10,000 School Librarians and Counting | Editorial

Nationally, the data confirms, the field has been grappling with a precipitous decline in full-time equivalent school librarian positions over the past decade. It's time to rebuild.


Get the list prices for books sold in 2017 and 2018 to date, based on figures supplied by Follett.

Numbers only tell us what can be measured by them—and as our feature package on the state of the union of school librarians illustrates loud and clear—they can raise more questions than they answer.

For almost a decade, the profession has buzzed with the news of school library closures, radical restructuring, and head count reduction. Advocates have saved positions, too, strengthening the cause. Along the way, the field has evolved and so has the understanding of how school librarians can enhance student learning. It hasn’t been all bad news, as positions have been regained and school leaders have renewed support for their library programs.

SLJ has been covering it all. Now we further explore what has happened to staffing during this decade of upheaval. Here we begin with data and analysis by Keith Curry Lance. But numbers are only one part of the story. Debra Kachel covers the many factors at work on the national, state, and local levels. Meanwhile, Sarah Butler Jessen explores national education policy and the widening equity gap.

The news is dark. The field has been grappling with a precipitous decline in full-time equivalent (FTE) school librarian positions since the 2008 financial crisis. We’ve lost over 10,000 FTEs, down from 53,805 in 2008–09 to 43,367 in 2015–16. This is a reality we need to face squarely in the eye.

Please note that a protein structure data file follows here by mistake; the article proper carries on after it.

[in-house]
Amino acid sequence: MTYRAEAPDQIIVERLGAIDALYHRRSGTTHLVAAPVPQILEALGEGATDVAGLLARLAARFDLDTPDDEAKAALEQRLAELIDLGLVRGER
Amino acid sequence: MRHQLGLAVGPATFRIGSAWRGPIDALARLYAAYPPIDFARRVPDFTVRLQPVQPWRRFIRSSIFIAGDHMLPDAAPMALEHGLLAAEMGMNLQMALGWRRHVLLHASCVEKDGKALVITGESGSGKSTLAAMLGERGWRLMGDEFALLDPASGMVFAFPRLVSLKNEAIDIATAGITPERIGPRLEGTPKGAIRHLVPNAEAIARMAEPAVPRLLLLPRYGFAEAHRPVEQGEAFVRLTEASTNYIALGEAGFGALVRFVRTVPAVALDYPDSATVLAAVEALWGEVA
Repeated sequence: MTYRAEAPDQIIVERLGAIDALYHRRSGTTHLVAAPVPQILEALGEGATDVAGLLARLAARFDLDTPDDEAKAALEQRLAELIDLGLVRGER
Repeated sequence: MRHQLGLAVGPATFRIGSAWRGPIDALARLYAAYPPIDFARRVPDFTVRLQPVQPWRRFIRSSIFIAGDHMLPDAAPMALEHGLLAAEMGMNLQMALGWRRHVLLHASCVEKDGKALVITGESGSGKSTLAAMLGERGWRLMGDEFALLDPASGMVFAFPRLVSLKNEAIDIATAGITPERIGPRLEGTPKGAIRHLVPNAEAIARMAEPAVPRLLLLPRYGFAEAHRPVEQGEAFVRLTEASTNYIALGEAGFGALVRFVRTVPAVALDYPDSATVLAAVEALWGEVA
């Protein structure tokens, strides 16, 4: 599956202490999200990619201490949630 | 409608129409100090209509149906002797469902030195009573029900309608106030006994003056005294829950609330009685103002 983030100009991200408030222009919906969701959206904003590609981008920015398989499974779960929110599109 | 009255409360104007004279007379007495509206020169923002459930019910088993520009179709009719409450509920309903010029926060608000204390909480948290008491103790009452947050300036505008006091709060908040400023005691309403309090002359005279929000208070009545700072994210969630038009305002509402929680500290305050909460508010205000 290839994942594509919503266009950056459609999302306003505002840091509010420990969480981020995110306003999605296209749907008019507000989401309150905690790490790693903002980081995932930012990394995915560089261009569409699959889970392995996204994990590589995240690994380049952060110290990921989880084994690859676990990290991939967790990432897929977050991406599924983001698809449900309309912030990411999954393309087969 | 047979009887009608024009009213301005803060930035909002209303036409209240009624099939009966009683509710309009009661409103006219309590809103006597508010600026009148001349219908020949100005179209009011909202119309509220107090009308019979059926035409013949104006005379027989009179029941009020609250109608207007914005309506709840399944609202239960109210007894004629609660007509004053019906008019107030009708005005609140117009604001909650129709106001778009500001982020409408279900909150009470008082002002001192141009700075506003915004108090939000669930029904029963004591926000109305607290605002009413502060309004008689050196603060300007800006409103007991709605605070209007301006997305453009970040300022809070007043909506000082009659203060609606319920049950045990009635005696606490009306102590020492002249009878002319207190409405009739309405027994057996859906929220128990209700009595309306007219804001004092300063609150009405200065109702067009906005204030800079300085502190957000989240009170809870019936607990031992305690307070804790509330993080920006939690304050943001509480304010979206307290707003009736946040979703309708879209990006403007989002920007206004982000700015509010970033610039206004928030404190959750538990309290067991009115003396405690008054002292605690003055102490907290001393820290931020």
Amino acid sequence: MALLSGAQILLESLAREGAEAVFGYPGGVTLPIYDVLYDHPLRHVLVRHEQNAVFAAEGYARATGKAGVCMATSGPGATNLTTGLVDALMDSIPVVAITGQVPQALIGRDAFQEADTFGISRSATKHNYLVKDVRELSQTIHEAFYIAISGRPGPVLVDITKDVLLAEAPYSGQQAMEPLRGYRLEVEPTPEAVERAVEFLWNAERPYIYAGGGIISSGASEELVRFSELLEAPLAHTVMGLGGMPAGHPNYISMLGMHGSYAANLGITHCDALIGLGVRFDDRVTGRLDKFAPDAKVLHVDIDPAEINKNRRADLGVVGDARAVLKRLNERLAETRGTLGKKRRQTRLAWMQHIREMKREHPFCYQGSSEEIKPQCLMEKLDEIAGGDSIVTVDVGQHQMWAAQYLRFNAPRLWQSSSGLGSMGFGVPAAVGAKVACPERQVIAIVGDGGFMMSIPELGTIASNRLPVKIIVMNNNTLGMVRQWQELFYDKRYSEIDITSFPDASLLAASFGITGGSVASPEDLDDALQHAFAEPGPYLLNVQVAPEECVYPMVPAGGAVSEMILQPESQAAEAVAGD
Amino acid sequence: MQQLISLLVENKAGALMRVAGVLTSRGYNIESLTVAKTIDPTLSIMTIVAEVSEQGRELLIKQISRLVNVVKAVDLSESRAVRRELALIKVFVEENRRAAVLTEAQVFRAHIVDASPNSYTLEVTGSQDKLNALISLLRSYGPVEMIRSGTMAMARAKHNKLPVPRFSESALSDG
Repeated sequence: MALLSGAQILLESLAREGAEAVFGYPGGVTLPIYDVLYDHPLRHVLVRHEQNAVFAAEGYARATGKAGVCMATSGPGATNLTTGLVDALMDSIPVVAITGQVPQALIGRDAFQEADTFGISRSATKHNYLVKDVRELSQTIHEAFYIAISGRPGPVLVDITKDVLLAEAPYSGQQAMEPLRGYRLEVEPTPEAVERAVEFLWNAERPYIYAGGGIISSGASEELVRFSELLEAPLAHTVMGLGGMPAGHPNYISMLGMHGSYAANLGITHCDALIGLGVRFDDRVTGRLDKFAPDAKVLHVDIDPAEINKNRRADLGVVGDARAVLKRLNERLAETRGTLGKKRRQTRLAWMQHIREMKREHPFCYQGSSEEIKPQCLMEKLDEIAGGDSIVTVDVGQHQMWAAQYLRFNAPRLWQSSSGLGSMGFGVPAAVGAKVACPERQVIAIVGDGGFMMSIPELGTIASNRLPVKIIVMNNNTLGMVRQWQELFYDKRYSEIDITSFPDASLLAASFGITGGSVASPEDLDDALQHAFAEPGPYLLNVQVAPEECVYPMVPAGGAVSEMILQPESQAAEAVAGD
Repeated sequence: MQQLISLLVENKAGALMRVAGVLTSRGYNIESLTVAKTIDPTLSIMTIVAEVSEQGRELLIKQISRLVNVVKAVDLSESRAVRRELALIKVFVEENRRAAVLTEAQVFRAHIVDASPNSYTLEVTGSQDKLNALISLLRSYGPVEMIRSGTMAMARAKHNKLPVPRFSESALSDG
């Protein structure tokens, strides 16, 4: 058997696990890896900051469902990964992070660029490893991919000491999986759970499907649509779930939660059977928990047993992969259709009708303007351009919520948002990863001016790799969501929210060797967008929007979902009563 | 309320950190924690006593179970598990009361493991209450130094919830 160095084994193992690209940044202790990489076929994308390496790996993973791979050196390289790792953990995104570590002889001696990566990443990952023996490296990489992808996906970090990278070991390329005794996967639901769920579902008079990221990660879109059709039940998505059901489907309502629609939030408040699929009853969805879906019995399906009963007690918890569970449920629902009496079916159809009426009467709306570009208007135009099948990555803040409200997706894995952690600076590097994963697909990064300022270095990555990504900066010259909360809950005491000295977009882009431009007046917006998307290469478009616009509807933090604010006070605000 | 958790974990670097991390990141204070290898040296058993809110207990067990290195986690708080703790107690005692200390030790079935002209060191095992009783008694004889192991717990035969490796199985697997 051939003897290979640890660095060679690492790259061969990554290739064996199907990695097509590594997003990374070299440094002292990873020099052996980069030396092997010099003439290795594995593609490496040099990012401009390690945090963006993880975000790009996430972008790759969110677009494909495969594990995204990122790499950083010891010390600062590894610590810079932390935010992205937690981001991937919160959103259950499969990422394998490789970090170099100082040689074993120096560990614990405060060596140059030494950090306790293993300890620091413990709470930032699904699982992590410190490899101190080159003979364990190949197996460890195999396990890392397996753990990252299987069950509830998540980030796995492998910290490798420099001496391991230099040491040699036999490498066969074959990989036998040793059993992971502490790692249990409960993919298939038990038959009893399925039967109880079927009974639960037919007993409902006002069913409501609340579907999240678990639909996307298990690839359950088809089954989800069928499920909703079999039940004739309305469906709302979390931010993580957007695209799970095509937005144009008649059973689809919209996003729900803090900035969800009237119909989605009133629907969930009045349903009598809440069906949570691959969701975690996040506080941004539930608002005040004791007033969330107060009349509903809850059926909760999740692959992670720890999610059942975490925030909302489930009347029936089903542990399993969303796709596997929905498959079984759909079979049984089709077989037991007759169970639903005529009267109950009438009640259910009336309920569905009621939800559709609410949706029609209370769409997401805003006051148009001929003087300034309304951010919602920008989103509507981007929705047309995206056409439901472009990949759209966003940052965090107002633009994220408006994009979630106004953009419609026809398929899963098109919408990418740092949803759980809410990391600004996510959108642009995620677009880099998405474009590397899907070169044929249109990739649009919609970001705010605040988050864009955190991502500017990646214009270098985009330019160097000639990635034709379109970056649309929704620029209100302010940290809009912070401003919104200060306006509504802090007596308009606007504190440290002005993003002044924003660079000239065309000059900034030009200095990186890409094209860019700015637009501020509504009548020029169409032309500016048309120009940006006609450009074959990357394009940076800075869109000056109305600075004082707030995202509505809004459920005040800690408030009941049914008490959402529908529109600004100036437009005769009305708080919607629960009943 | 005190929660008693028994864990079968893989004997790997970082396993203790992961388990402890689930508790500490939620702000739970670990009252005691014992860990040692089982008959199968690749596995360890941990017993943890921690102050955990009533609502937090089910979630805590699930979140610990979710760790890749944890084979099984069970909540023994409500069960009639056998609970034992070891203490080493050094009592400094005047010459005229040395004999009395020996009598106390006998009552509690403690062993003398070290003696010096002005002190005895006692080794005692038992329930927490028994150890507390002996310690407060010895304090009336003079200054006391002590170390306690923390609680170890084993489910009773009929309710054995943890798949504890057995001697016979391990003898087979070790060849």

It’s also a reality we need to understand more fully. As Lance notes, these national numbers are only as good as the reporting. Case in point: The decision in California to record school librarians as teachers. This questionable strategy, while likely guided by good intentions, confuses the numbers and points to an identity crisis that has plagued the profession for years.

We need more robust ways to measure what librarians are doing in our schools and under what title. Without clear-cut data, we won’t be able to gain a solid understanding of the workforce. It also prevents us from measuring the impact and telling the full story of this dynamic profession.

Nonetheless, the stark reality this national snapshot presents is ours to address. Across the field, as a community that grasps that school librarians are catalysts for learning, it is time to find new ways to recover lost ground.


Rebecca T. Miller Editor-in-Chief rmiller@mediasourceinc.com

Be the first reader to comment.

Comment Policy:
  • Be respectful, and do not attack the author, people mentioned in the article, or other commenters. Take on the idea, not the messenger.
  • Don't use obscene, profane, or vulgar language.
  • Stay on point. Comments that stray from the topic at hand may be deleted.
  • Comments may be republished in print, online, or other forms of media.
  • If you see something objectionable, please let us know. Once a comment has been flagged, a staff member will investigate.



We are currently offering this content for free. Sign up now to activate your personal profile, where you can save articles for future viewing